Being home has been hard for us all. We don’t get much interaction with our peers, some of us get none if we live alone or with children only. We have had to change our frame of working, most people now working from home, and school, with parents having to home school their school-aged children. None of these transitions have been easy, but they’ve been necessary. Small-local businesses have been one of the largest groups of people impacted. They can’t afford to keep paying their employees, they can’t afford to pay to keep their leases, and they didn’t get much bail out from government grants. Yet and still, they aren’t going out into the streets screaming to be open, or even worse, opening in secret.

Protesting something like this order really just screams privilege. I read on a website somewhere that someone called the people protesting “modern day Rosa Parks.” I was appalled that they would use such a comparison to speak about such an unnecessary movement. Comparing these Stay at Home orders to years of slavery, oppression, murder, rape, and criminalization of a whole community is offensive to say the very least. I know people who are fighting on the front lines of COVID in the healthcare industry and I know people that have fought on the front lines of the Civil Rights movement. Not that I’d rather compare these two communities, but these protestors deserve no attention and no positive recognition for what they are doing. I’m all for social justice movements… but this one just doesn’t move me.

Support Local Businesses!

It’s important to support local businesses during these hard times. Local restaurants are hit the hardest during this pandemic. These small businesses are run by families and people of color and these small businesses are their income. It’s important to help out! In this article it explains how to support local businesses.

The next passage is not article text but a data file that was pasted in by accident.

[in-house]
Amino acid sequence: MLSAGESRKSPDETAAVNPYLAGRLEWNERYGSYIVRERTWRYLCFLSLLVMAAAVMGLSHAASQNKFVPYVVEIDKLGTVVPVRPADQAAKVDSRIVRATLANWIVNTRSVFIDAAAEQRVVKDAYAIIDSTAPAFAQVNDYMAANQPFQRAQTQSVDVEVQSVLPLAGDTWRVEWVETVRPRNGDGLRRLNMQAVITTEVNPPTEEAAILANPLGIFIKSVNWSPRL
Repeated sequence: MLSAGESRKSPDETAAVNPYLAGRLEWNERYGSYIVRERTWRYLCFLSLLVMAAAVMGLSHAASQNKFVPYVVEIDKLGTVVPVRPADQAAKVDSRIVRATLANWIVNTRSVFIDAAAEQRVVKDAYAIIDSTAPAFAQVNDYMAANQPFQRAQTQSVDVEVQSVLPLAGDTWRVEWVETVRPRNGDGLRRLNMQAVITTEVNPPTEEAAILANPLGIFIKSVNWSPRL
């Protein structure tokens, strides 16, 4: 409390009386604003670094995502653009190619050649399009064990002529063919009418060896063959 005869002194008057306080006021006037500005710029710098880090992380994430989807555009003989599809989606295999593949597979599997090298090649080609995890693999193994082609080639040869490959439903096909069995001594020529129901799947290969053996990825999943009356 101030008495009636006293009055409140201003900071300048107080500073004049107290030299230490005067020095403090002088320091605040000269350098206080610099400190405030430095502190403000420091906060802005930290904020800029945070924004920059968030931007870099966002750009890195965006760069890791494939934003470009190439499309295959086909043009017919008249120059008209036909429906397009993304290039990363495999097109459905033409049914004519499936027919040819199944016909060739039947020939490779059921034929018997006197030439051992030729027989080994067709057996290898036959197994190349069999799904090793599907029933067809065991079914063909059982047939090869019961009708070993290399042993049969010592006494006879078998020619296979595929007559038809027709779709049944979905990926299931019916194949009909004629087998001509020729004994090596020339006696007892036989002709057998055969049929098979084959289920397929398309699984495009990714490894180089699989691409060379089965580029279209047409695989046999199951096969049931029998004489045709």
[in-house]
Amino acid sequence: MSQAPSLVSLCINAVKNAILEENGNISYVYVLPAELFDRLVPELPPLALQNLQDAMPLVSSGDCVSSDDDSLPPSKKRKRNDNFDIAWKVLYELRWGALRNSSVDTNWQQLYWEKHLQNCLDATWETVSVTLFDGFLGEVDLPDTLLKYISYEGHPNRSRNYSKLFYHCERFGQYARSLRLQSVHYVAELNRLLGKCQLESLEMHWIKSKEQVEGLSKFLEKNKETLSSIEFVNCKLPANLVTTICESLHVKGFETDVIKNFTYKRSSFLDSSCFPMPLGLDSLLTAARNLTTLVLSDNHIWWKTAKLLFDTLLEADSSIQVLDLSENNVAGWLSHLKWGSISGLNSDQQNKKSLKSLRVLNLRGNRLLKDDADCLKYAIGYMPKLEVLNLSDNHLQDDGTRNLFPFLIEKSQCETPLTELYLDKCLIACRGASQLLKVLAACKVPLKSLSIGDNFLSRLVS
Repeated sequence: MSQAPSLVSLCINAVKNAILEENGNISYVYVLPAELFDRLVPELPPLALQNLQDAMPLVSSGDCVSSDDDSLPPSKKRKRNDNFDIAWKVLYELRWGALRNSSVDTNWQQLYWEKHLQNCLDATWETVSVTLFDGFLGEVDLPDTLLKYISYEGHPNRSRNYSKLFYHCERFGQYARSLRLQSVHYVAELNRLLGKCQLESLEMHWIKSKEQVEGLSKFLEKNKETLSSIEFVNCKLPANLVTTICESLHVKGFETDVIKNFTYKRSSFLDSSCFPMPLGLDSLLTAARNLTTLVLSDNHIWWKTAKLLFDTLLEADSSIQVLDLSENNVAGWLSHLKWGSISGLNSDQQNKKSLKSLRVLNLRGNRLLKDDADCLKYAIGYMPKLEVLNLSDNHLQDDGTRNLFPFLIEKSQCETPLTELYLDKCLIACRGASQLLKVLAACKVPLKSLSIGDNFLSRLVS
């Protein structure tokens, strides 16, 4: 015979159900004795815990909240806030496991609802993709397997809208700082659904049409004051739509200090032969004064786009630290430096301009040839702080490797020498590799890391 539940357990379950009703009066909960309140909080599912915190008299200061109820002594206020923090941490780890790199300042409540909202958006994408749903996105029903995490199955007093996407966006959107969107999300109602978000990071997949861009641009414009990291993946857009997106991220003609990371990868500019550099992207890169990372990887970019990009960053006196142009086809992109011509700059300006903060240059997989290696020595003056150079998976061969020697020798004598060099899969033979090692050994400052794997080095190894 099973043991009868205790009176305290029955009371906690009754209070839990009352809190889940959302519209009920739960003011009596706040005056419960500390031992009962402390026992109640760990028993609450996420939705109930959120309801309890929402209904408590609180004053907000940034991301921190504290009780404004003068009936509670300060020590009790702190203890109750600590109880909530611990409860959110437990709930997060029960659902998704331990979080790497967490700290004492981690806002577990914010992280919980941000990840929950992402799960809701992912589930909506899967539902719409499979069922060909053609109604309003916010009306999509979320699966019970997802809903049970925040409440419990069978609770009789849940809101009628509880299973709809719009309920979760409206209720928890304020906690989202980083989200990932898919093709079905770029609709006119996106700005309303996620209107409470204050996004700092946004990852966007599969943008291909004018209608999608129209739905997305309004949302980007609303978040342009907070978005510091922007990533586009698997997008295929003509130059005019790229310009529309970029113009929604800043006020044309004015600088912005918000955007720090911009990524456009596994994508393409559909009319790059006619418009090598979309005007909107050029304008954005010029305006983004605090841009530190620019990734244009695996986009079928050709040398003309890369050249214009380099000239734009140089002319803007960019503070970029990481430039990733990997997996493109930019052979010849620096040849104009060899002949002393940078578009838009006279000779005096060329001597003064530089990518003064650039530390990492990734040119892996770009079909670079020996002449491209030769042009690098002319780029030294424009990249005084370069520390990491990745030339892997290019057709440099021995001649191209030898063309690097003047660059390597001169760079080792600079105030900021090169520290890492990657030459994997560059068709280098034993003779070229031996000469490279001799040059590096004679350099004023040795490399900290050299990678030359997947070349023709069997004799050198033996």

1- Purchase gift cards to your favorite shops.

Restaurants everywhere are hoping you’ll comeback soon so by purchasing a gift card or gift certificate you would be helping them a ton but also you can use them at a future date when you can actually go out and enjoy a meal!

2- Order delivery or take out

You can still support local restaurants by ordering take out or delivery! A lot of local businesses in MN have moved to curbside pickup, so all you gotta do is order ahead and grab your food. Also some restaurants have added new things to their menus, so just because we’re stuck indoors we can still enjoy new foods from them!

3- Tip. A lot!

Delivery drivers are putting themselves at risk while providing us with our goods. They are in the front lines during this pandemic and they should be generously tipped!

4-Donate where you can

Try and find local businesses you can donate to if you can. These people serve us our food, it’s nice to help them out. Some of them probably don’t have paid sick leave, some probably can’t file for unemployment, etc. It’s important to help them!

5- Stay positive

The whole world is going through it, socially and economically. We’re not alone so it’s important to stay positive during these tough times and hope everything can get back to normal once this pandemic is over.

There are so many local businesses throughout the Twincities, I’ll name a few of the ones I enjoyed.

-Karibu grocery and deli

-East side Thai

-Thirty-six cafe


-Mañana Salvadorian Restaurant

-Cha yes

-Mu Mu Tea

Go support your local businesses!

College Experience

What is the college experience? Some think of the college experience as a time to explore new boundaries such as people, culture, and learning experience. A college experience are those and more. The importance of it is to get a better job and start at life.